I recently got to tour Hearst Castle, which was built by William Randolph Hearst. There are some amazing stories there. He got his money from his dad who got it from a silver mine, and a few other things. But there are lessons to be learned here.
As I went through touring this amazing home (If you have a chance, go to this home!), also known as the Hearst Ranch. Check it out, it’s in California.
There are six lessons that I want to break down for you because we could always be learning, so I dug deeper and I thought, “Well, what can we learn here?”
Here they are:
The Hearst Ranch. It took from 1919 to 1947 to build, and by that time it wasn’t even finished still. So, the first lesson is all about money. Check your spending.
Are you overspending? It’s not just all about how much money you’re making. It’s also about how much money is going out, and where it’s going.
Do yourself a favor and look to diversify in the things that you own that can bring in value, because at some point in the 30s, during the Depression,—by the way, the Depression was horrible. You think we’re bad now? It was WAY worse then—Hearst was overspending. He was spending so much money that his authority over what he should or shouldn’t be spending was removed from him and given to someone else.
So, if it wasn’t for that, he might’ve just spent all the money he had, which he didn’t, thank goodness. Now, his descendants have a ton of money still.
The lesson here is: Always be looking to save. It’s not just about how much money you make. It’s about investing. It’s about diversifying. And it is about actually saving as well.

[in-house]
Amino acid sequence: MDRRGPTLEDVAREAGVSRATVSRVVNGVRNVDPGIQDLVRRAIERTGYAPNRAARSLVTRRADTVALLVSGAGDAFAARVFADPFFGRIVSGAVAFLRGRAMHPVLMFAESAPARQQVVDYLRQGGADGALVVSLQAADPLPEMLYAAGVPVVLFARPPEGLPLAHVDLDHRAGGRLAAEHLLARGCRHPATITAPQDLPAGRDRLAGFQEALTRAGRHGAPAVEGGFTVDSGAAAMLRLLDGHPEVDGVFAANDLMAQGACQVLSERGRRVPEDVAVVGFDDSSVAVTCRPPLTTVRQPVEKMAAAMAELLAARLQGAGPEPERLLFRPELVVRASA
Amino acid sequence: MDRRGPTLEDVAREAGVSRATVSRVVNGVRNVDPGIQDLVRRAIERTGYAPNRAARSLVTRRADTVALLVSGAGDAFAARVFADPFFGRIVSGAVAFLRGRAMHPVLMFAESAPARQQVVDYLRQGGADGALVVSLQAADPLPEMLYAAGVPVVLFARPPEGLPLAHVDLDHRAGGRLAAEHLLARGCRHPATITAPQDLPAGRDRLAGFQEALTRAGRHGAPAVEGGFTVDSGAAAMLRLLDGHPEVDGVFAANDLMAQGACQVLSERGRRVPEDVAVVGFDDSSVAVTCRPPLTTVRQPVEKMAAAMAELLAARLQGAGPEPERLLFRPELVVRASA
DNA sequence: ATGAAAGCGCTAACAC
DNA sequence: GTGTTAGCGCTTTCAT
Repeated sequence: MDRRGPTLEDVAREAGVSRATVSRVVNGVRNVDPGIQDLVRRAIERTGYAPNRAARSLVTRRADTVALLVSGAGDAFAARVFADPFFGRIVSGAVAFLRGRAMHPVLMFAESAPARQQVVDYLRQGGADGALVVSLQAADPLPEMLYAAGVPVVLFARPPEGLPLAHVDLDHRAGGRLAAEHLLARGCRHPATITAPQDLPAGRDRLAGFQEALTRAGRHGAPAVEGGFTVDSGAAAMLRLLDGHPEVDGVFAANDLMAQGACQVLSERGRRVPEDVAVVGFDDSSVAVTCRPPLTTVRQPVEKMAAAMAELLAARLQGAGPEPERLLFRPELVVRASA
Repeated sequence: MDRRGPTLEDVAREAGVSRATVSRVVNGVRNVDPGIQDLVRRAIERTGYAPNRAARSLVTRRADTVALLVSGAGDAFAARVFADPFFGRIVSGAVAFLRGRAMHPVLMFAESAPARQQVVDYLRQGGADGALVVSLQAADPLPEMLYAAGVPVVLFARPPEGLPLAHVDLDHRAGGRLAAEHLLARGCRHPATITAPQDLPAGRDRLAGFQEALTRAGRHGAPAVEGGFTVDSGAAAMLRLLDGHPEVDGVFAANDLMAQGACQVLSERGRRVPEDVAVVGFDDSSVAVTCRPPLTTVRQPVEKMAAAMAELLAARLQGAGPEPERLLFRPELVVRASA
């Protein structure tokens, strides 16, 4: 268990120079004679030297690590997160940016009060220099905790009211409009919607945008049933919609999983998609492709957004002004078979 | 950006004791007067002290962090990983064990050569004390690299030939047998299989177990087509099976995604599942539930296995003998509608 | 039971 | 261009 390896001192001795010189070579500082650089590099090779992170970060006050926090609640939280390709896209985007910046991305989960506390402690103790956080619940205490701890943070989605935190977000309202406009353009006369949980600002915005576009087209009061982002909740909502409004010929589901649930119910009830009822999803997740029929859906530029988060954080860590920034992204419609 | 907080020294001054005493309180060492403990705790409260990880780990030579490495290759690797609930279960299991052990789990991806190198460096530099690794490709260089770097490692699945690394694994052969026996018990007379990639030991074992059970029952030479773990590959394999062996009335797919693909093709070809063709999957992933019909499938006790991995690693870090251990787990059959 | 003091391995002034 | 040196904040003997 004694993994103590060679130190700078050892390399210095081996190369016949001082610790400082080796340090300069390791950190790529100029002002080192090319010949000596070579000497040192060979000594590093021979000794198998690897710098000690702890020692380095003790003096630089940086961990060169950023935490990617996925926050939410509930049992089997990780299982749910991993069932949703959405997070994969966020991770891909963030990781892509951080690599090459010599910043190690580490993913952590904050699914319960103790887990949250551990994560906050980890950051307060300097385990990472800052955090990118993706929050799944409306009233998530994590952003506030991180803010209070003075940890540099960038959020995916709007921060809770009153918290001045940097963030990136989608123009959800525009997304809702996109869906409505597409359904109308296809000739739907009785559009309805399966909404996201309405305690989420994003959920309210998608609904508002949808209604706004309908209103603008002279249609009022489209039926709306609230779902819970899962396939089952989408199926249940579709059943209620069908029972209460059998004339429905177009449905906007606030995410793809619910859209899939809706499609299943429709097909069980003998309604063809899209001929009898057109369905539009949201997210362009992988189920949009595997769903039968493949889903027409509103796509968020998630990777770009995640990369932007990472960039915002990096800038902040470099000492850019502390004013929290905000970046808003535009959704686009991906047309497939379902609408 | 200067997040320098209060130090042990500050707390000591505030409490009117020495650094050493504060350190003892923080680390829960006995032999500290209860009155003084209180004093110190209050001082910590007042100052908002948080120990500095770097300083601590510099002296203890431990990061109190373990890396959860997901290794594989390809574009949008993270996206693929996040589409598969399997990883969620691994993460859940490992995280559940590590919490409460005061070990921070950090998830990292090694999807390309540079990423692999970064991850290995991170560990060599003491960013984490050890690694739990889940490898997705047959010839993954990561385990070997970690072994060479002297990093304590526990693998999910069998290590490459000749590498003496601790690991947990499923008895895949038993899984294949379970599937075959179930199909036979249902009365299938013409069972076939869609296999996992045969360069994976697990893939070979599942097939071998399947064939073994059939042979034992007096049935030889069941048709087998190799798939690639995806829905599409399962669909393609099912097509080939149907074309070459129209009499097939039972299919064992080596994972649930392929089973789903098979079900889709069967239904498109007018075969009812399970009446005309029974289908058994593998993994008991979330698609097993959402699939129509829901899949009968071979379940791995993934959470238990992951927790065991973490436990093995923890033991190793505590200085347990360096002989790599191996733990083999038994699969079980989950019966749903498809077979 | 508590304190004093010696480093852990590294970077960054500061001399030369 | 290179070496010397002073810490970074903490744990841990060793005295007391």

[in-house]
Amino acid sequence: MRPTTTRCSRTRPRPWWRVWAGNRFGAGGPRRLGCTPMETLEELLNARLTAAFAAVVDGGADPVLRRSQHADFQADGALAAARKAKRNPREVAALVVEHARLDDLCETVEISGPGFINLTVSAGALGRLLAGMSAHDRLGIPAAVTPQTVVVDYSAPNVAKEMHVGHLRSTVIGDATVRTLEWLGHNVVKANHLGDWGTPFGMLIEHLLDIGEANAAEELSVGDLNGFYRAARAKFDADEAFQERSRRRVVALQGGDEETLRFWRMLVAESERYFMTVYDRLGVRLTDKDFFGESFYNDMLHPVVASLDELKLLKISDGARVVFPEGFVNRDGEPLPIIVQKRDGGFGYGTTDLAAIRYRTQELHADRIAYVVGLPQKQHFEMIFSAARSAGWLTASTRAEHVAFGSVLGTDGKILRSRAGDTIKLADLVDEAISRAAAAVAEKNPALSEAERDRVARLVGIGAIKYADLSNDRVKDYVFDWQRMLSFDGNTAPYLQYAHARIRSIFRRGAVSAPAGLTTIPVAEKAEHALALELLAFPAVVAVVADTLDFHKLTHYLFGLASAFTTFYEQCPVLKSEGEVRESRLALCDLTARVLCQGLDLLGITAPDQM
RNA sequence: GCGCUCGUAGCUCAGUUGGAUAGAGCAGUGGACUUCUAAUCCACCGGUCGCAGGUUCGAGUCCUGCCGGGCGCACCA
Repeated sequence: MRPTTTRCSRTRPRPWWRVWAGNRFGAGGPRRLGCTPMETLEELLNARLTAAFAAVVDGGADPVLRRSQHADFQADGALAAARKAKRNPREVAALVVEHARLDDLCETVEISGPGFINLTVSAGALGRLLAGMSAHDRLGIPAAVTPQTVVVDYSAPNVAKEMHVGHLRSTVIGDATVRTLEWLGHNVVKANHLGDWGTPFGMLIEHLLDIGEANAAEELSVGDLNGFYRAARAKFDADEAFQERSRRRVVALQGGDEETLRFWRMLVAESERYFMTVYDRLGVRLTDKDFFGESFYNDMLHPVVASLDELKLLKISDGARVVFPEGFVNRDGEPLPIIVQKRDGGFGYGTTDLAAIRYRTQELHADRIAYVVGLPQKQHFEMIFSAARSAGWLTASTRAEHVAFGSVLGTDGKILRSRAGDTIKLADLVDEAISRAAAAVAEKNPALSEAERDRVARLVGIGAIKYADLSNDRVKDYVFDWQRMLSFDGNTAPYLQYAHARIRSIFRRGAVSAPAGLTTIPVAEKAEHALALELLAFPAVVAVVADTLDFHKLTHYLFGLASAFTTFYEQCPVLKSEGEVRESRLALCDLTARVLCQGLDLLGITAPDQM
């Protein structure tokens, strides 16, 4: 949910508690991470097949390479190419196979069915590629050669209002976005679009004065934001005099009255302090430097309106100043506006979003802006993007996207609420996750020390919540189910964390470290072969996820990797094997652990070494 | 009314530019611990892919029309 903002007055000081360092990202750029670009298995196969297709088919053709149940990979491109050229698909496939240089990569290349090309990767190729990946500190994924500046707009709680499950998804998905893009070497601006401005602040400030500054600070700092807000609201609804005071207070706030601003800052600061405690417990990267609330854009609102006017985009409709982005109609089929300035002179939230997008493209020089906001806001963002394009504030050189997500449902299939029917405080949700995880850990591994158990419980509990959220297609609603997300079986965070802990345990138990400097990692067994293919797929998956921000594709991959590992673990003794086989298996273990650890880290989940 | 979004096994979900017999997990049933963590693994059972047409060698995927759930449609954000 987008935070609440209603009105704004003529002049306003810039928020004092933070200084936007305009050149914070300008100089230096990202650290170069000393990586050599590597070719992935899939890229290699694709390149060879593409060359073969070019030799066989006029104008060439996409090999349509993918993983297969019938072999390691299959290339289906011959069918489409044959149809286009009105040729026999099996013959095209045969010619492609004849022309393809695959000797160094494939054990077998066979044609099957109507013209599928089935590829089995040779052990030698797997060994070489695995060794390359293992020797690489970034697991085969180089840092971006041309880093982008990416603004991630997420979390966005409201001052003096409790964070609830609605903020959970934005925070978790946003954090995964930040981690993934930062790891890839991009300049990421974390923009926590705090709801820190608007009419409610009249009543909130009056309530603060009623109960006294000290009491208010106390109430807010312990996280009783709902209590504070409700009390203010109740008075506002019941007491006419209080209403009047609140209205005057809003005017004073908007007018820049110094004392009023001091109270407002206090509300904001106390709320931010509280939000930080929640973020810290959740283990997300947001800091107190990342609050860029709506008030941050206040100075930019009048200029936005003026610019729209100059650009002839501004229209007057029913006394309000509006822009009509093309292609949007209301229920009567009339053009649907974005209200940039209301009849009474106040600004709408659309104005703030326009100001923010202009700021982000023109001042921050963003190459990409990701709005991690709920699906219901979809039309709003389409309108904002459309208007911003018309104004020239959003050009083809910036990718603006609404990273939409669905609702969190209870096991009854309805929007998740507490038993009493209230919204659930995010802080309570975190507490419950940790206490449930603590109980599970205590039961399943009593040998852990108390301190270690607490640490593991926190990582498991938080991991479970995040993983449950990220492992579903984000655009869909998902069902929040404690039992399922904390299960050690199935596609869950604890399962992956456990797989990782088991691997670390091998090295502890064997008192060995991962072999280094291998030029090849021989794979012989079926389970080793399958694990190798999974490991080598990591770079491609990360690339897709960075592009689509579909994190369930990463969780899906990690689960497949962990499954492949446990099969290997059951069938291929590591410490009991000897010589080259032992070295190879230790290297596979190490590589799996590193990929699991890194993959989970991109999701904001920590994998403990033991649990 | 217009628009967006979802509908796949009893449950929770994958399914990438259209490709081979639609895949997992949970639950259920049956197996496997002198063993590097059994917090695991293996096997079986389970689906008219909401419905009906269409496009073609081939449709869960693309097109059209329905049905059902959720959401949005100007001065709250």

As you dig in deeper, if you want, into his life, you’ll find that that was probably the biggest lesson you can learn.
This lesson is a good part of Hearst. He, like everyone else, had great and bad qualities. One of the great qualities that he had is he attracted great people.
He attracted athletes, amazing actors, journalists, writers, and world leaders. He attracted some of the best and most amazing people, and he would bring them over to the ranch, they would talk, and they would get to know each other.
The cool thing was that you notice that the quote saying “Birds of a feather flock together” was apparent here.
The people that were around him also helped him with his vision in establishing the great things that he wanted to do.
That’s the second lesson, that he was approachable. His demeanor was great, and people wanted to be with him and around him.
What about you? Are you approachable? How is your demeanor? Are you attracting people or pushing them away?
Look for that.
Hearst was famous for his media empire and look, although his dad had given him this newspaper, Hearst, the son, grew this media company by picking up different newspapers and picking up writers like Mark Twain and Jack London.
What he started doing was creating a conglomerate of all these different pieces of media and saying “Hey, let’s all come together and report the news.”
And it was very innovative at the time. I mean, people compare him to Murdoch now, right? Like him or not, or like Hearst or not, the idea is very innovative.
This goes hand-in-hand with Lesson #3. Although he did a great job growing it, and he was very innovative at first, he got a little comfortable. Yes, we can all get guilty of that, right?
So, the lesson is: Don’t get too comfortable after you’ve been innovative or after you’ve grown your business, or after you’ve done something amazing.
It’s always a great idea to check your ego because chances are you can be doing a little bit better. And some of these failures we can learn from too. So, don’t get too comfortable. Hearst got too comfortable. During the 30s he was losing money. He could have been doing different things as other media companies started coming out.